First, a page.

The blizzard that pounded the East Coast of the United States just a couple of weeks ago has something to do with this — the country has recorded its lowest level of drought in nearly six years.
A report from the National Oceanic and Atmospheric Administration (NOAA) shows that drought levels continued to diminish early into this New Year, resulting in the smallest drought numbers in nearly six years. As of Feb. 2 — just last Tuesday — 15.5 percent of the U.S. was in drought, down from the 18.7 percent in drought just at the end of December.
"Drought continued to shrink across much of the U.S. during January, resulting in the smallest drought footprint since October 2010," the NOAA report says. "Several Pacific storms slammed into the West Coast, bringing beneficial precipitation, but causing coastal erosion. At higher elevations, above-average mountain snowpack was observed across the Sierra Nevada Mountains, which have been snow starved for several winters. Despite the slightly improved drought conditions in the West, longer-term precipitation deficits persist with exceptional drought continuing for 39 percent of California. Drought conditions were nearly non-existent east of the Rockies."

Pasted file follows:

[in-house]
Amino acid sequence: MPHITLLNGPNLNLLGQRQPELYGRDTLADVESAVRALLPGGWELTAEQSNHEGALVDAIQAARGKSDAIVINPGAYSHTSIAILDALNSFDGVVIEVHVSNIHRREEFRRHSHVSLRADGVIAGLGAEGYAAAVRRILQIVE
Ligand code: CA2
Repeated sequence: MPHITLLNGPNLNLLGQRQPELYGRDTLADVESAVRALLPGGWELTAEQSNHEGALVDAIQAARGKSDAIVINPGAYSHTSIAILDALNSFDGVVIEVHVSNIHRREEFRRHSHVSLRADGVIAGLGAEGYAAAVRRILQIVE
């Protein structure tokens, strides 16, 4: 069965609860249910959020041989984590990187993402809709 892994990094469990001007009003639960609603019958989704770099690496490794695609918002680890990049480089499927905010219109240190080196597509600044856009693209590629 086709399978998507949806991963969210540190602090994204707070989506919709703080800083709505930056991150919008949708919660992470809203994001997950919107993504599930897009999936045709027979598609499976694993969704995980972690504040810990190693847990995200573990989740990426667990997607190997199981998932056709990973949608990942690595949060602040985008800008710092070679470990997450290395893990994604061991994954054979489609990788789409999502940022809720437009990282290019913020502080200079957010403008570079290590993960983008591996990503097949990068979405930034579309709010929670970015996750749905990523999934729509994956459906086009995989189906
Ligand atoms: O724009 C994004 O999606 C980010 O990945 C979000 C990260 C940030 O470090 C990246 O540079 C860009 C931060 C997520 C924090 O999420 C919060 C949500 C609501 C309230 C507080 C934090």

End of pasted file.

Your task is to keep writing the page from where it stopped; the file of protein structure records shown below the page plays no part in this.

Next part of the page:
The latter part of that report is remarkable, considering that, despite the nearly six-year low drought level, 39 percent of California remains in drought and 15 percent of the country overall is in drought.